More than half smokers in India have tried to quit unsuccessfully, reveals data

More than 104 million people in India alone continue to imperil their health by using combusted tobacco every day


New Delhi: Despite nearly seven of 10 smokers in India being aware that smoking is dangerous, 53 percent have been unsuccessful in their attempts to quit, new data released by Foundation for a Smoke-Free World showed. This makes it clear that new cessation and harm-reduction options are needed to help smokers live longer and healthier lives.

“The data show what we have anecdotally known for decades– that many smokers have the desire to quit, but not the means to match it,” said Derek Yach, President of Foundation for a Smoke-Free World, who was deeply involved with the development of the world’s treaty on tobacco control, Framework Convention on Tobacco Control (FCTC), and served as the Executive Director for non-communicable diseases and mental health at the World Health Organization.

More findings in India include:

68% of smokers report that they are “well informed” about the impact of smoking on one’s health.
51% of smokers said they are planning to quit.
41% of smokers who tried to quit said they would need assistance to do so.
25% of smokers are using e-cigarette or vaping device to cut down smoking

The data which is a part of a global survey of 17,000 participants in 13 countries suggest enormous challenges in creating a one-size fits all approach to smoking cessation across the globe. It is clear: Smokers are sacrificing their physical and economic well-being to smoke, even though many of them have the desire to quit.

Foundation for a Smoke-Free World will fund innovative research to discover new cessation and harm-reduction tools that will save additional lives.

“In the two years since the Royal College of Physicians found that ‘harm reduction has huge potential to prevent death and disability from tobacco use,’ we continue to largely ignore the fact that many smokers do not want to quit and obtain pleasure from smoking. Harm-reduction advancements are literally a matter of life or death for these people,” said Dr Yach.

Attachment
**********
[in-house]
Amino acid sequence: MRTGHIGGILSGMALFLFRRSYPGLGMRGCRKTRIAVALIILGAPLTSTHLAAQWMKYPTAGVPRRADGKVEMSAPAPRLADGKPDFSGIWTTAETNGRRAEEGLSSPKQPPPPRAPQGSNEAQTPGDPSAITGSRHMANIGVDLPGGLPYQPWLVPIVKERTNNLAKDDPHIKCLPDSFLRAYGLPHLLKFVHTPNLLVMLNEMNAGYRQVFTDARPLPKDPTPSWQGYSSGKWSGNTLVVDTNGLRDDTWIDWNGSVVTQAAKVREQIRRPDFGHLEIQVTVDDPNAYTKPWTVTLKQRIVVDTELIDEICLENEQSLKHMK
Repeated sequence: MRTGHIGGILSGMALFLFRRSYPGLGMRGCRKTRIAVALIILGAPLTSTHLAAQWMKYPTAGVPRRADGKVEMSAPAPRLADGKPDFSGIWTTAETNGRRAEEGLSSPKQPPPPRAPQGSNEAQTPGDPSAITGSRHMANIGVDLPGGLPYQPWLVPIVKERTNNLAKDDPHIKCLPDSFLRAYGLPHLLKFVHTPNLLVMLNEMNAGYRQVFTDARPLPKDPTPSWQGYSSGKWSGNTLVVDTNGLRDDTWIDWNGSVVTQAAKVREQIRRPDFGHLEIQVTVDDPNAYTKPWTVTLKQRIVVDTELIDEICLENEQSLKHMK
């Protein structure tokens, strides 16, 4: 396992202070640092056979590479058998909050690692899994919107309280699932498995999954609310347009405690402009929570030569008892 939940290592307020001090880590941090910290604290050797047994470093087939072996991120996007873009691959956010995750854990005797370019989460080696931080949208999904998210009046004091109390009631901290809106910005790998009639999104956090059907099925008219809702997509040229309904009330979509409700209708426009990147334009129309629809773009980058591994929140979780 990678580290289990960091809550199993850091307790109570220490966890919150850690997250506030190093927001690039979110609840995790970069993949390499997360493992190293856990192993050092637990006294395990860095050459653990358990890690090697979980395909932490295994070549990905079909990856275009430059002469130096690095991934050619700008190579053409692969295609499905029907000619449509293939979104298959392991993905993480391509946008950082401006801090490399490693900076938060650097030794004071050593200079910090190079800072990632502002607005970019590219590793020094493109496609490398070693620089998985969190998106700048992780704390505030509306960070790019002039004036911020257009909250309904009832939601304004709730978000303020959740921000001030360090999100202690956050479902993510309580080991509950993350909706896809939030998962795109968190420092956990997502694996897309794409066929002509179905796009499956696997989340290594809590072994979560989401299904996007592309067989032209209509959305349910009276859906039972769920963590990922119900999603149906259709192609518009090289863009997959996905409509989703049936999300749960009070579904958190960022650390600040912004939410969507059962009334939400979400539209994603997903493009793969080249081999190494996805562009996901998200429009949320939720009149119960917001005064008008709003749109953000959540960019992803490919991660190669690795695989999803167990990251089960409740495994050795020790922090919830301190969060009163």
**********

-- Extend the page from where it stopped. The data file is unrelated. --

More than 104 million people in India alone continue to imperil their health by using combusted tobacco every day. Bidis, which are a type of low-cost and hand-rolled cigarettes that are locally made in India, account for a significant proportion of tobacco use in India. Their popularity is attributed to lower tax excise than conventional cigarettes or to tax evasion altogether. This suggests that control measures applied in India may have to be distinct from those applied to other countries in order to accelerate the rate of smoking cessation and harm reduction in India.

“As evidenced by the situation in India and around the globe, there is still a tremendous amount of work to do,” said Dr Yach.

The Foundation is taking a new approach to help smokers quit or reduce their risks. It is listening to the smokers and looking, through their eyes, at the challenges they face as they try to quit. It is committed to funding a research agenda that prioritizes new methods of harm reduction and cessation to fulfill the FCTC, while importantly responding to the behavioral and health needs of smokers who struggle to quit.